Minor in Financial Decision-Making in a Social Context: History, Sociology, Behavioral Finance and Corporate Finance
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The Minor Concept
A minor gives you the opportunity of having a second specialization in your degree. The minor is a bundle of three to four electives that can be chosen separately but if chosen together rewards a minor
The title of this minor is “Financial Decision-Making in a Social Context: History, Sociology, Behavioral Finance and Corporate Finance” and the focus is on how organizations and individuals make financial decisions, analyzed in a theoretical, social and historical context. The Minor consists of four courses of 7.5 ECTS each. These four courses correspond to a full semester’s study and 30 ECTS. The Minor is offered to students in the third semester of their MSc program. In addition, within certain constraints students can choose to write their master’s thesis within the Minor’s subjects.
The purpose of the Minor is to combine knowledge and understanding of financial theory and practice with historical, philosophical and sociological approaches to financial institutions and financial markets. In particular, students will be able to:
- Master a solid understanding of state-of-the-art knowledge on financial decision-making in a social and historical context.
- Acquire historical, sociological and philosophical knowledge to critically analyze the contexts and foundations of financial decision-making by individuals and organizations.
- Acquire concrete analytical and applicable knowledge and skills that enable students to evaluate and provide solutions to problems in organizations within or related to the financial industry.
The minor has two financial theory courses (Modern Finance and Corporate Finance and Behavioral Finance) and two financial context courses (Historical Foundations of Financial Institutions and Markets and Sociological and Philosophical Perspectives on Finance). The four courses are designed to provide students with skills to identify, understand and suggest solutions to financial issues and problems that affect organizations, markets and individuals by investigating their scientific and philosophical foundations and situating them in their larger social and historical context.
Value-Added of the Minor and Job Prospects for Students
The Minor will provide students with the ability to analyze financial problems and decision-making in their context rather than as isolated ceteris paribus topics. The Minor will enable students to take up jobs where understanding of and knowledge about the financial sector and of financial decision-making are required and where the ability to engage in a critical, reflexive and pragmatic discussion is essential to find solutions to financial problems.
Students with a Minor in “Financial Decision-Making in a Social Context: History, Sociology, Behavioral Finance and Corporate Finance” and a Master’s Degree in Business Administration and Philosophy or a related degree are trained to take on jobs where their tasks are not to practice finance but to analyze financial problems and their underlying behavioral, organizational and societal assumptions in a contextual and organizational setting. Graduates will be able to fulfill tasks with respect to analyzing, evaluating and providing sound solutions to problems related to financial risk, financial advising, regulation, reporting and communication, and socially responsible financial decision-making, innovation and disruption as well as strategizing. In addition, students will be able to take up positions in project management and business development related to financial issues.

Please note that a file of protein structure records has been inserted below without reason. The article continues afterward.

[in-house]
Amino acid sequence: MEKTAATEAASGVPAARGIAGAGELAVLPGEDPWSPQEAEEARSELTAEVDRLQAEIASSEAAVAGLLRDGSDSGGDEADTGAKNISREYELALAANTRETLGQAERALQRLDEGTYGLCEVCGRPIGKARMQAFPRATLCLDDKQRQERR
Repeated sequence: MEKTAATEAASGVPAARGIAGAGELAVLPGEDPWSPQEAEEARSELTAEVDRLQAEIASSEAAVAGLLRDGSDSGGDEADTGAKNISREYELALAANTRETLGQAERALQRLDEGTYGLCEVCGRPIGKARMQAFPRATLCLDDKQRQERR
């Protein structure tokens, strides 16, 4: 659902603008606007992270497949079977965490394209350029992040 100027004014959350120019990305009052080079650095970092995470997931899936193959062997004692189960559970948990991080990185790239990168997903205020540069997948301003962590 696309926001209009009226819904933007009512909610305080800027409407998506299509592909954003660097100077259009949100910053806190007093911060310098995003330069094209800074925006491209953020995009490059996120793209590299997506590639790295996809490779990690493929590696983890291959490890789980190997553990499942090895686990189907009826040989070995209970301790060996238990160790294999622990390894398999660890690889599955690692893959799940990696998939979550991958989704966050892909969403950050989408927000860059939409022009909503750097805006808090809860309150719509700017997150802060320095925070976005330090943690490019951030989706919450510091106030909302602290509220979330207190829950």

Prospective employers will be financial institutions, regulatory authorities and other public and private organizations and companies with strategic interests in the financial sector. Graduates will be able to take up positions as analysts, consultants, financial journalists and communicators, and change agents in organizations that are looking for employees who understand financial markets and risk in their broader societal and organizational context.
Student Target Group and Admission Criteria
The main target group is students from the MSc in Business Administration and Philosophy program, but students from other CBS graduate programs and from other universities can be admitted as well within the overall limit of no more than 60 students. Up to 30 slots are reserved for students from CBS’s Business Administration and Philosophy program, while the remaining 30 slots are reserved for other CBS students and students from other universities. All students accepted into the program must have economic and financial qualifications corresponding to the BSc in Business Administration and Philosophy program and the course in “Behavioral economics” on the MSc level. Students without such formal qualifications must be accepted by the Study Board before they can be admitted into the program. All applicants must apply through a letter of motivation with the relevant documentation attached.